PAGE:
Towles mentions the National Hotel in the Rostov-Metropol story. One episode, recalls pre-revolutionary Francophile affectations and pretentions. A Canberra Times reviewer calls it an intrigue about “assembling the ingredients for a bouillabaisse.” Alex and two hospitality and culinary workmates, the triumvirate, met daily to prepare for guests, dignitaries and high ranking Soviet officials. They connived to prepare the Marseille culinary delicacy bouillabaisse which required fifteen ingredients. Try as they might they could not get it together. With a novelists creativity the two missing ingredients, haddock and mussels destined for the Hotel National arrived by error at the Metropol creating a gastric delight.
These are Mise en Place French cuisine postcards, proudly and colorfully depicting ingredients, preparation and presentation echo Towles fictional “Night of the Bouillabaisse.” This card with a crashing surf in the background produced in Nice provides a recipe on the back serving six.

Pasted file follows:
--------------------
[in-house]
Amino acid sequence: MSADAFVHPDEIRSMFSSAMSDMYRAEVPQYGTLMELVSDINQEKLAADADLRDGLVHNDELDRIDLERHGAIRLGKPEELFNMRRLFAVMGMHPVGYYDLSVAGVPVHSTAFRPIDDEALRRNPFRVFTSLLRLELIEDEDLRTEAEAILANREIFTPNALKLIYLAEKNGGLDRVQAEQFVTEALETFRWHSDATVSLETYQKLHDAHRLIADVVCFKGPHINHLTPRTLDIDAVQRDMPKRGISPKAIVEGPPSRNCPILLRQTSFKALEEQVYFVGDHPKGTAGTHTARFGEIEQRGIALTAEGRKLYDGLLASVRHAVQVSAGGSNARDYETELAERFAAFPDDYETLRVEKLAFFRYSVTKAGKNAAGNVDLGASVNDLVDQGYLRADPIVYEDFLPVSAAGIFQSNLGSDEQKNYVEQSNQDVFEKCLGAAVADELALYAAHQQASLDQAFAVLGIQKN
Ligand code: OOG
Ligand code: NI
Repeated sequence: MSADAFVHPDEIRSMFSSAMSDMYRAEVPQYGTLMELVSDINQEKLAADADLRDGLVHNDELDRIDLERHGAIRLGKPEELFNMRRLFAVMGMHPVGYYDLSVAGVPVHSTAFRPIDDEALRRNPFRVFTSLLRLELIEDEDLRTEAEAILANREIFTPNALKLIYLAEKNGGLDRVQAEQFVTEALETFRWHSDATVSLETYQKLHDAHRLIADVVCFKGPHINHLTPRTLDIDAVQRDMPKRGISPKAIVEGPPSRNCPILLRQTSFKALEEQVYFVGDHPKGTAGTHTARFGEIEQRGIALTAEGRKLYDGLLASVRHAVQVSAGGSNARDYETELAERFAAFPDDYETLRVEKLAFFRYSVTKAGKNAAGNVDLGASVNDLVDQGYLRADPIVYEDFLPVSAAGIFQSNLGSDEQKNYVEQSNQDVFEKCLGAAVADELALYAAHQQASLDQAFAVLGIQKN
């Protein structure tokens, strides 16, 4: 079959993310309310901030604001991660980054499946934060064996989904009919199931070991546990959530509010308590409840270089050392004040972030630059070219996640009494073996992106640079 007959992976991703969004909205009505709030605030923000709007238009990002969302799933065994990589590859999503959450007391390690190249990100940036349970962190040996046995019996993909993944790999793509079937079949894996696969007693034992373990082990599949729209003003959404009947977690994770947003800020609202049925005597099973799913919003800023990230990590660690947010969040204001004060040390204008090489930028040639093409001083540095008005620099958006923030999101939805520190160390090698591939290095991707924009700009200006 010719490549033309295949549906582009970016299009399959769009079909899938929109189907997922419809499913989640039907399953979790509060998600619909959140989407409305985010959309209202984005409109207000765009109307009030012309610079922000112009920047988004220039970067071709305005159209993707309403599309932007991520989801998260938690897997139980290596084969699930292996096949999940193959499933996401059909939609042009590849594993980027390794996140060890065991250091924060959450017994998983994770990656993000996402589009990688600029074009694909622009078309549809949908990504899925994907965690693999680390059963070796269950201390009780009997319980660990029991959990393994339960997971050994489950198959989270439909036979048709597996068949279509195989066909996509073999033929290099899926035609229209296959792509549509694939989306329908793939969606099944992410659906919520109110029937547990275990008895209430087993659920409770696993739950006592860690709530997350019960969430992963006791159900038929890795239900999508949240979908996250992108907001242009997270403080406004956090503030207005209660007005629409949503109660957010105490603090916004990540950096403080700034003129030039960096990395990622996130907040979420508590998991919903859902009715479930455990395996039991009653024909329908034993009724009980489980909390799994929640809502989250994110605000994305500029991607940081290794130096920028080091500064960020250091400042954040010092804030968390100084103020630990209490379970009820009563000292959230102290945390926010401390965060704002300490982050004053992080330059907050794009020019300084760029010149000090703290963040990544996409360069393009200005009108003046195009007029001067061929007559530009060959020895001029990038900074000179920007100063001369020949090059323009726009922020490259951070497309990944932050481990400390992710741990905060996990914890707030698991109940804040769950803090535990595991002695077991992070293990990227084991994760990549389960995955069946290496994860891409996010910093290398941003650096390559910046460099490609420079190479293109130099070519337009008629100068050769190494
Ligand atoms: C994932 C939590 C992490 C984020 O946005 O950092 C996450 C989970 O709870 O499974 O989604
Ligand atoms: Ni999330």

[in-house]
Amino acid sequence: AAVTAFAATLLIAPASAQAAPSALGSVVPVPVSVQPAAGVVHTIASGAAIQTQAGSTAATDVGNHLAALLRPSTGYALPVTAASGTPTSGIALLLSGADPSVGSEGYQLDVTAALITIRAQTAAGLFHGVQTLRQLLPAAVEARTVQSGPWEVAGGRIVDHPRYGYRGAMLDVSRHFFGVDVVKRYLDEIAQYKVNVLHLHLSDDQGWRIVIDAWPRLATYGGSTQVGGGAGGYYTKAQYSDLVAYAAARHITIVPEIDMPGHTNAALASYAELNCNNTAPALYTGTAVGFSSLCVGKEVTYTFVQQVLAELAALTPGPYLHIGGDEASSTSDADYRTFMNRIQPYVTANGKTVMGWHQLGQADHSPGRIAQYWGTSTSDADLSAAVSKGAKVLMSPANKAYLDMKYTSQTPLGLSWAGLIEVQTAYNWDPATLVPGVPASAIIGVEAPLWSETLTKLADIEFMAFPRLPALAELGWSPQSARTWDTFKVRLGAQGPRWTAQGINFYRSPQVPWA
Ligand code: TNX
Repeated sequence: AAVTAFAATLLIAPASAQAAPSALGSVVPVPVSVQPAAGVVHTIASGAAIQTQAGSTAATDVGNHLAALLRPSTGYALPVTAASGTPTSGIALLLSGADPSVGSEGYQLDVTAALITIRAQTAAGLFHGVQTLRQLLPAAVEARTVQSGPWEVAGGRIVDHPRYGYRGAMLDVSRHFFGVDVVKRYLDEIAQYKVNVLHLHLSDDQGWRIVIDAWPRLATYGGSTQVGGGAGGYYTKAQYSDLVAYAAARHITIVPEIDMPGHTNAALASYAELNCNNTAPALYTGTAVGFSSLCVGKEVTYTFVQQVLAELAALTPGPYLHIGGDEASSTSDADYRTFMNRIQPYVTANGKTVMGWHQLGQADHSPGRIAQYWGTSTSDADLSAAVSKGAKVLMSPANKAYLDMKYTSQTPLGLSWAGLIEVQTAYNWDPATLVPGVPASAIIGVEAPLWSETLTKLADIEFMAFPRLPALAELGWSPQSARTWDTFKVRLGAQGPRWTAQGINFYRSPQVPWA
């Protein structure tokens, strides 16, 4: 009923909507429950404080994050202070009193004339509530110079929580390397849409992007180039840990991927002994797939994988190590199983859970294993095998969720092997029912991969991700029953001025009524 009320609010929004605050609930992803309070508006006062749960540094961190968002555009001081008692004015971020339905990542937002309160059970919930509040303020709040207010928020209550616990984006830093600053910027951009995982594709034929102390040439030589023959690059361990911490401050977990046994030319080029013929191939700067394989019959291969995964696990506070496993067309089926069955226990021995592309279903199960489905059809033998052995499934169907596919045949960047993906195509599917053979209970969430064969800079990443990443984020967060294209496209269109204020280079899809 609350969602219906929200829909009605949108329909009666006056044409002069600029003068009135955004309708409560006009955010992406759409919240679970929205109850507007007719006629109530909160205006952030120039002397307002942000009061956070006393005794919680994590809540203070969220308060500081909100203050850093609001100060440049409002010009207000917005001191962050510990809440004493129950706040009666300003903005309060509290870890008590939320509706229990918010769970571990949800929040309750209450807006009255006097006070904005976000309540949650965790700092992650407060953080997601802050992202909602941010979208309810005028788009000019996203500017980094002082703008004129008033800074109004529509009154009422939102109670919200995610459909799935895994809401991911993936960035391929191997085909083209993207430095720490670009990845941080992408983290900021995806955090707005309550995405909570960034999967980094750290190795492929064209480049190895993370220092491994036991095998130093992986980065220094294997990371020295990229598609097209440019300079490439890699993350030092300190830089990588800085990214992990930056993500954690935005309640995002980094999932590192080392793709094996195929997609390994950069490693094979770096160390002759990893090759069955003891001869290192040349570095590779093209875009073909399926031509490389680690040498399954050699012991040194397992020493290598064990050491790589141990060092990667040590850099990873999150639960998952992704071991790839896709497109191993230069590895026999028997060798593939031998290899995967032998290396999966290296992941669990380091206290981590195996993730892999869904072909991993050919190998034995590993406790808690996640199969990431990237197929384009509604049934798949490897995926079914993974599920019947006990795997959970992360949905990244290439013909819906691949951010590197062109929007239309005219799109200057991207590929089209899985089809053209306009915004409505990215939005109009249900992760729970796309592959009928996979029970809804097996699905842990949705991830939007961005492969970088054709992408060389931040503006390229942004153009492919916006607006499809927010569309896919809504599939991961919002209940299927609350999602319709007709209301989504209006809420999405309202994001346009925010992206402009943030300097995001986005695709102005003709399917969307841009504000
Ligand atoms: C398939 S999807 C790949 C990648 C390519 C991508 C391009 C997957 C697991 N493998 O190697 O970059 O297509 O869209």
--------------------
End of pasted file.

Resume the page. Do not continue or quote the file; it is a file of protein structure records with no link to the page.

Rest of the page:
This card with a fishnet in the background was produced in Paris. The recipe on the back is attributed to the consummate French chef Emile Bernard (1826-1897) who wrote a series of recipe books, La Cuisine Classique. According to Wiki he cooked for the governor of Warsaw, the French Foreign Affairs Ministry, and the King of Prussia.
This postcard of Arbat Square, not one of the “beauty spots,” by Emmanuil Yevzerikhin, is postmarked September 9, 1937, a month after Ella and Herman left Moscow. The Moscow transport depot includes trams/trolleys, busses and taxis. Irene writes “Lieber Daddy!” and closes “Greetings and a kiss.” The card went to Ashiya, Japan via Siberia.
Yevzerikhin (1911-1984) born in Rostov-on-Don moved to Moscow in 1934. His wartime photography included the Battle of Stalingrad (August 1942 to February 1943). The Jewish Museum and Tolerance Center in Moscow exhibited his work in 2013.